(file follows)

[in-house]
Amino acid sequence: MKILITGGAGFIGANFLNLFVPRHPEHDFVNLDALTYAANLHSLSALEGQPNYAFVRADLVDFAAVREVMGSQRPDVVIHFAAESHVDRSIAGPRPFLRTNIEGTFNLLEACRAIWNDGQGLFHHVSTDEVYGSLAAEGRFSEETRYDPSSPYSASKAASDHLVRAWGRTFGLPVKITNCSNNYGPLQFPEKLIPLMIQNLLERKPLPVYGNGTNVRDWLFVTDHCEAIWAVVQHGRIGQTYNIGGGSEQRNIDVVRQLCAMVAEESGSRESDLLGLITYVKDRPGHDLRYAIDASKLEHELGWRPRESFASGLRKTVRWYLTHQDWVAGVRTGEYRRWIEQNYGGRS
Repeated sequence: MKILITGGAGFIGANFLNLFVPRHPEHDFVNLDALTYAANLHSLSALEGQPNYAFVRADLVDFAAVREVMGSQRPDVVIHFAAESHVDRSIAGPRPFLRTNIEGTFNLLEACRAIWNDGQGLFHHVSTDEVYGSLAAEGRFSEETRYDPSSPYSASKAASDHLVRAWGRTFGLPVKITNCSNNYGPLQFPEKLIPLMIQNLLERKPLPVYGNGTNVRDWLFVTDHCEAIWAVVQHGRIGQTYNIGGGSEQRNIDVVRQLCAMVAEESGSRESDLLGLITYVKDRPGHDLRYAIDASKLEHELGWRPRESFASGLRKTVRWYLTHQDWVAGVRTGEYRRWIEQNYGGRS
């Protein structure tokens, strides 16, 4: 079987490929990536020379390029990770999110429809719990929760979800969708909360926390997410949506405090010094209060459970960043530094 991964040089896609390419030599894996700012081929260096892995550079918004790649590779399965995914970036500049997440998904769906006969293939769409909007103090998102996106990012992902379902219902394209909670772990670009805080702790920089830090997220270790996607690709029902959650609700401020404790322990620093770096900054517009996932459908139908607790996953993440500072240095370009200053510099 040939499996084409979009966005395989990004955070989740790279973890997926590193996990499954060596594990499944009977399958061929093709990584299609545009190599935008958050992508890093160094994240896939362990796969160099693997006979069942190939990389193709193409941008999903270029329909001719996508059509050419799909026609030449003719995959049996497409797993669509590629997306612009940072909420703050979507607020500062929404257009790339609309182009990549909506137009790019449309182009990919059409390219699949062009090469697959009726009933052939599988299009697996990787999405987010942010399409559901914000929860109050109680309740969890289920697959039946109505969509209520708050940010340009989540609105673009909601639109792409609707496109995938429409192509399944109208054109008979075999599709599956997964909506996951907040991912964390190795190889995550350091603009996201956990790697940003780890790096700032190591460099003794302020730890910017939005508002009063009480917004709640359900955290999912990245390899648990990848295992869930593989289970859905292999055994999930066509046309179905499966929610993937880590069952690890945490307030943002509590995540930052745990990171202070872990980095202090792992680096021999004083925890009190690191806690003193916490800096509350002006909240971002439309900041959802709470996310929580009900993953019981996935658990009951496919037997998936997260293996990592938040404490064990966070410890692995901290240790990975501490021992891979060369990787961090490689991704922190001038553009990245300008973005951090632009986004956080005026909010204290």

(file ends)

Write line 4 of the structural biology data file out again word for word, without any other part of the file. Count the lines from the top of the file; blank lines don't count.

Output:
């Protein structure tokens, strides 16, 4: 079987490929990536020379390029990770999110429809719990929760979800969708909360926390997410949506405090010094209060459970960043530094 991964040089896609390419030599894996700012081929260096892995550079918004790649590779399965995914970036500049997440998904769906006969293939769409909007103090998102996106990012992902379902219902394209909670772990670009805080702790920089830090997220270790996607690709029902959650609700401020404790322990620093770096900054517009996932459908139908607790996953993440500072240095370009200053510099 040939499996084409979009966005395989990004955070989740790279973890997926590193996990499954060596594990499944009977399958061929093709990584299609545009190599935008958050992508890093160094994240896939362990796969160099693997006979069942190939990389193709193409941008999903270029329909001719996508059509050419799909026609030449003719995959049996497409797993669509590629997306612009940072909420703050979507607020500062929404257009790339609309182009990549909506137009790019449309182009990919059409390219699949062009090469697959009726009933052939599988299009697996990787999405987010942010399409559901914000929860109050109680309740969890289920697959039946109505969509209520708050940010340009989540609105673009909601639109792409609707496109995938429409192509399944109208054109008979075999599709599956997964909506996951907040991912964390190795190889995550350091603009996201956990790697940003780890790096700032190591460099003794302020730890910017939005508002009063009480917004709640359900955290999912990245390899648990990848295992869930593989289970859905292999055994999930066509046309179905499966929610993937880590069952690890945490307030943002509590995540930052745990990171202070872990980095202090792992680096021999004083925890009190690191806690003193916490800096509350002006909240971002439309900041959802709470996310929580009900993953019981996935658990009951496919037997998936997260293996990592938040404490064990966070410890692995901290240790990975501490021992891979060369990787961090490689991704922190001038553009990245300008973005951090632009986004956080005026909010204290």